A Systematic Review on Psychological and Biological Mediators Between Adversity and Psychosis: Potential Targets for Treatment
Marta Di Forti,
Robin M Murray
Posted 18 Dec 2019
medRxiv DOI: 10.1101/2019.12.14.19014506
Posted 18 Dec 2019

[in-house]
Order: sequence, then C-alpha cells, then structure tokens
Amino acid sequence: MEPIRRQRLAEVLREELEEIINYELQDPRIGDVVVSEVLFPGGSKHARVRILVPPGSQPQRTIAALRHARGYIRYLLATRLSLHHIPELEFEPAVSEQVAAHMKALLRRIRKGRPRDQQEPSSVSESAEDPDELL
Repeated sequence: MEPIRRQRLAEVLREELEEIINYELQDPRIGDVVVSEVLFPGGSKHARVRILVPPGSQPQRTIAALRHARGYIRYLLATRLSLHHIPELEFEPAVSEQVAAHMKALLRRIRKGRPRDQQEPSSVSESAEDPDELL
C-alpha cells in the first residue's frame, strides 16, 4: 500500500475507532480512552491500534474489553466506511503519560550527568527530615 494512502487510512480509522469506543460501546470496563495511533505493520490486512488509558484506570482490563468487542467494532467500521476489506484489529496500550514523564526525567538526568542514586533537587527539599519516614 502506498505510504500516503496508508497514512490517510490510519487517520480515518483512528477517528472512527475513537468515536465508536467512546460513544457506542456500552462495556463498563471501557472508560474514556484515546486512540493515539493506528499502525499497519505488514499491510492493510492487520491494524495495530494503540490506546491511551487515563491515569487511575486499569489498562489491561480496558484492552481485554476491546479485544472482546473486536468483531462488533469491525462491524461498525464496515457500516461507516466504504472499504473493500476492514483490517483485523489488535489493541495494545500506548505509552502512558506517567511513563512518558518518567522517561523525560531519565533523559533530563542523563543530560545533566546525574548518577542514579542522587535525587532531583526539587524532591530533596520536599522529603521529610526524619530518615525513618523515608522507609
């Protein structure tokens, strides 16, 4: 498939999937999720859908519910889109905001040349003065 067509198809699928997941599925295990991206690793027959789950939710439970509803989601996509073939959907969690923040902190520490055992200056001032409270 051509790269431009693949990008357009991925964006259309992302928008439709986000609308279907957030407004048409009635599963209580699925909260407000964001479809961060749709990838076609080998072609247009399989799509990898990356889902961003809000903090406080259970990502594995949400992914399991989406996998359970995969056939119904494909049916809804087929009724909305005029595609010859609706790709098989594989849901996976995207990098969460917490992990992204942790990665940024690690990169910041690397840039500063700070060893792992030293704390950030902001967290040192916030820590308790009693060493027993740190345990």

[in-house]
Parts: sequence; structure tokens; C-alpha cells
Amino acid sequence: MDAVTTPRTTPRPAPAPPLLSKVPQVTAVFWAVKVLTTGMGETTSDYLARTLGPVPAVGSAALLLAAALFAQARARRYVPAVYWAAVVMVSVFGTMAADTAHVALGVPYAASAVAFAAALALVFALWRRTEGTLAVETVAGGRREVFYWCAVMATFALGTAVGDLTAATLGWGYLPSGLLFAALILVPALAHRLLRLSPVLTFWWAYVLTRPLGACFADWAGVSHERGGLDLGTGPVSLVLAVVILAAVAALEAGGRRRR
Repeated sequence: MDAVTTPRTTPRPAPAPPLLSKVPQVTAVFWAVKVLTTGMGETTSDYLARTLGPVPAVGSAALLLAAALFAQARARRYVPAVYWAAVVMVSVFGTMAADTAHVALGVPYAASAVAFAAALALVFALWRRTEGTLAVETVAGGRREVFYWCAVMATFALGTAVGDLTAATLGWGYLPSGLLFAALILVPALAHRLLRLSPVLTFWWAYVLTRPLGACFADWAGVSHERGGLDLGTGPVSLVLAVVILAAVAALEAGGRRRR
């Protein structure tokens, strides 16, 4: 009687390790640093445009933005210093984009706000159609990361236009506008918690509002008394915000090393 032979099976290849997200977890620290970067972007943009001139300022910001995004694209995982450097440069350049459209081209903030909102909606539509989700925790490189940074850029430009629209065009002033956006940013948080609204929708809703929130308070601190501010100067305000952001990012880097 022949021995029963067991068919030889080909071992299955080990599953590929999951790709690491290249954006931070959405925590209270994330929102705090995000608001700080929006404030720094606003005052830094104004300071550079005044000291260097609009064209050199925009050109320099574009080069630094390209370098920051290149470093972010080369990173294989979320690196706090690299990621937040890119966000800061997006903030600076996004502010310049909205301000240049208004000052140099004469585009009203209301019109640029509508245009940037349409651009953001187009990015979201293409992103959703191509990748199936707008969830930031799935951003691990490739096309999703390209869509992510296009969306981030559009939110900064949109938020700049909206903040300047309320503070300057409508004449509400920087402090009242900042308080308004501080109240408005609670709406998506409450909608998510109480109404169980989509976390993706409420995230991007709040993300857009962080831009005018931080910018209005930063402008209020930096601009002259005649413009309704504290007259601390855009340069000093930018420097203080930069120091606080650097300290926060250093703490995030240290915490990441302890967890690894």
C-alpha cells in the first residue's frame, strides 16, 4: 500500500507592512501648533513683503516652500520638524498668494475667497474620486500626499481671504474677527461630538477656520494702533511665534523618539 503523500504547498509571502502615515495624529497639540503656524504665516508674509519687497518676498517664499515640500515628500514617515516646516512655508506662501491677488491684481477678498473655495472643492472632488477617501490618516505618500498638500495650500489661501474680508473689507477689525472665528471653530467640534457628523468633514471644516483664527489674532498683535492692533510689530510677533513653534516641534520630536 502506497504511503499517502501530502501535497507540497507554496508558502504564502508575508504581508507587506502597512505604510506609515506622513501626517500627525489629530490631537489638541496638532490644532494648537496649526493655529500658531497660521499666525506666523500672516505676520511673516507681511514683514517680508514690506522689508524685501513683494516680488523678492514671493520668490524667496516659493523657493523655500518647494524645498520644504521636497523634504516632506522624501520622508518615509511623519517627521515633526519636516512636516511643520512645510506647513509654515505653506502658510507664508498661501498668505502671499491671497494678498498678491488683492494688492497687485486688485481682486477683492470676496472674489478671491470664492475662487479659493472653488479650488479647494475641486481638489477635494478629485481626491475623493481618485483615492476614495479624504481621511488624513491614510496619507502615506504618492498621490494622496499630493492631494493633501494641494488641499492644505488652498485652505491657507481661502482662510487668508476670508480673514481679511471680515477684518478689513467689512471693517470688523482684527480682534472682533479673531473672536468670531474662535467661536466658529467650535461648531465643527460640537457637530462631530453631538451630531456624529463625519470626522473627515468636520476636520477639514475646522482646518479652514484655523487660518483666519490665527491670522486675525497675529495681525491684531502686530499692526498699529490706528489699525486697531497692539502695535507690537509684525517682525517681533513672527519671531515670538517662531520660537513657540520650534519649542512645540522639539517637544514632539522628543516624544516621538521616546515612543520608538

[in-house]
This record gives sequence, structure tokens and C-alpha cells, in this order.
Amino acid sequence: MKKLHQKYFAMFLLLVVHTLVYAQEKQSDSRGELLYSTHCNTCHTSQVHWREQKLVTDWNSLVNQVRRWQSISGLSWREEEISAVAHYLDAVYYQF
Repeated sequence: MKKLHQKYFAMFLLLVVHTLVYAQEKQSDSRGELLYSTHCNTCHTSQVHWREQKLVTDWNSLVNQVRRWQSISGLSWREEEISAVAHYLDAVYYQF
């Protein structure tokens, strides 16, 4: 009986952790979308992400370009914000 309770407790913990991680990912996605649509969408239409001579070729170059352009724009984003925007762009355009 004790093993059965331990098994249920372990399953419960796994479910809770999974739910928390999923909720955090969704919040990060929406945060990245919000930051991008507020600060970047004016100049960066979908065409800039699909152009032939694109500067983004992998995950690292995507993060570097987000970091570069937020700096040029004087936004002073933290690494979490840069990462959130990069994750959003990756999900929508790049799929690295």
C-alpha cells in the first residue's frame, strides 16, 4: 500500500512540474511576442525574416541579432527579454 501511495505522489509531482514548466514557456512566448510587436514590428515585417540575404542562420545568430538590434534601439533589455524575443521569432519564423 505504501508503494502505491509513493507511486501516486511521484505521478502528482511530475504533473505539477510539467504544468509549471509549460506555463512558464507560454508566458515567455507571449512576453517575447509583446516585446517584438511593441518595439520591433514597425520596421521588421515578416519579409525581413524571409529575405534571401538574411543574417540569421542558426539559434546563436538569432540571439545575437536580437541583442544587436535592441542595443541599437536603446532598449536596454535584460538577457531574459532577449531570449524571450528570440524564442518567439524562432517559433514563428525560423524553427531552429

Various psychological and biological pathways have been proposed as mediators between childhood adverse events (CA) and psychosis. A systematic review of the evidence in this domain is needed. The aim of this work is to systematically review the evidence on psychological and biological mediators between CA and psychosis across the psychosis spectrum. This systematic review followed Preferred Reporting Items for Systematic Reviews and Meta-Analyses (PRISMA) guidelines (registration number: CRD42018100846). Articles published between 1979 and July 2019 were identified through a literature search in OVID (PsychINFO; Medline and Embase). The evidence by each analysis and each study results are presented by group of mediator categories found in the review. The percentage of total effect mediated was calculated. 47 studies were included, with a total of 79,668 from general population (GP) and 3,189 from clinical samples. The quality of studies was judged as "fair". Our results showed (i) solid evidence of mediation between CA and psychosis by negative cognitive schemas about the self, the world, and others (NS); by dissociation and other PTSD symptoms; (ii) evidence of al mediation through an affective pathway (affective dysregulation, anxiety, and depression) in GP; (iii) lack of studies exploring biological mediators. To conclude, we found evidence suggesting that various overlapping and not competing pathways contribute partially to the link between adversity and psychosis. Experiences of adversity, along with relevant mediators such as PTSD and mood related symptoms and NS, should be routinely assessed in patients with psychosis. Targeting such mediators through cognitive behavioural aproaches using trauma-focused therapy and/or pharmacological means could be a useful addition to the traditional treatment of positive symptoms.
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